These days, the vast majority of Super Bowl ads make their TV debut during the big game, but it wasn’t until the ’70s when spots were created specifically for that telecast.
Rob Lowe told Adweek that he appeared in the very first ad made for a Super Bowl: a 1977 Coca-Cola ad, which was his very first acting paycheck.
“We didn’t understand what that meant, because it had never been done,” said Lowe of appearing in a Super Bowl spot.
Lowe said the spot was shot in one continuous take, “which was unheard of in those days. It climbed up the exterior of a tenement, looked in every window. Every window was a slice of life: two guys drinking their Coke, a guy playing his guitar and singing on the rooftop and that was it. Really simple, really beautiful, and I was the little kid at the bottom of the tenement steps. And that was my introduction to show business.”
The actor, who now stars on the CBS drama Code Black, said in his 2011 autobiography, Stories I Only Tell My Friends, that he was paid $2,500 for the Coca-Cola ad, and framed the check. “I’m basically an extra,” he wrote, “but you’d have thought I was starring in a major motion picture.”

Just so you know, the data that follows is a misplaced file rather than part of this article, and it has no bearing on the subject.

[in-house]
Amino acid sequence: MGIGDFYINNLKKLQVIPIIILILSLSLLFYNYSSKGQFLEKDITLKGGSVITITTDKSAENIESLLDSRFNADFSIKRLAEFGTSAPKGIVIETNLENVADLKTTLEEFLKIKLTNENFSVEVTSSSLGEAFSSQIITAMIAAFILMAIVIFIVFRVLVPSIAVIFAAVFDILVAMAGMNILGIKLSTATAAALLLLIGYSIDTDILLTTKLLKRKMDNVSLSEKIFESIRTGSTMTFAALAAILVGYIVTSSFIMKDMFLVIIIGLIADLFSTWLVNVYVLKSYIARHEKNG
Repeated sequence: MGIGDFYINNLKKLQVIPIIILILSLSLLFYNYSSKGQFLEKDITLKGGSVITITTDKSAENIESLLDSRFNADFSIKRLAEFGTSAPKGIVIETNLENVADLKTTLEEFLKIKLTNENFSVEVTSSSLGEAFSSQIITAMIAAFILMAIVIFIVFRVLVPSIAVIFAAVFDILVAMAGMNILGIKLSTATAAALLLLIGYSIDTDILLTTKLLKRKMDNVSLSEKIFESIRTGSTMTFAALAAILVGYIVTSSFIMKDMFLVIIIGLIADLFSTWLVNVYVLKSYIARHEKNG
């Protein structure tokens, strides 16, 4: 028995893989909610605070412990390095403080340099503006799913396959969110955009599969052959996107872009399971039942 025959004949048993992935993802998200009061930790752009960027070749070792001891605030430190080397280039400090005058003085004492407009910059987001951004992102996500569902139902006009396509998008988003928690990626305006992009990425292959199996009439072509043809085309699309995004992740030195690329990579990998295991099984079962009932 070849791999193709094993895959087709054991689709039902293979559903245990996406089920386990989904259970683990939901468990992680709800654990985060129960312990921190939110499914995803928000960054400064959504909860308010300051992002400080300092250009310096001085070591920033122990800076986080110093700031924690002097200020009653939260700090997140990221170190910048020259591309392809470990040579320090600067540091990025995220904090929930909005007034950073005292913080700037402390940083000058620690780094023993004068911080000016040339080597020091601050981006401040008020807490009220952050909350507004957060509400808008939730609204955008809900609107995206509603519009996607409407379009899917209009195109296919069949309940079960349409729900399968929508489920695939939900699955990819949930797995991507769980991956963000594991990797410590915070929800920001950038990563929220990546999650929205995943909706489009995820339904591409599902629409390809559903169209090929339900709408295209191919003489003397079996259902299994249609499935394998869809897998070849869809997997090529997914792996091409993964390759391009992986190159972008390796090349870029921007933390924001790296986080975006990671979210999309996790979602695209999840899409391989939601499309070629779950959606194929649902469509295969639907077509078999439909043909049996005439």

Coca-Cola told Adweek that while Lowe’s recollection of the ad, called “Apartment,” is accurate, the company isn’t able to confirm that it was specifically created for the Super Bowl.
Two years later, Coca-Cola was behind one of the most memorable commercials ever to air during a Super Bowl—“Hey Kid, Catch!”—in which injured Pittsburgh Steeler “Mean” Joe Greene receives a Coke from a kid, and tosses him his jersey in return—though that ad debuted a few months prior to its appearance in the 1980 Super Bowl.
Lowe partnered with Coca-Cola again in 2015. In a social media ad for celebrity social media platform WhoSay, the actor posted a Facebook video in which he surprised his son Matthew with a new dog, and they celebrated with a Coca-Cola Life.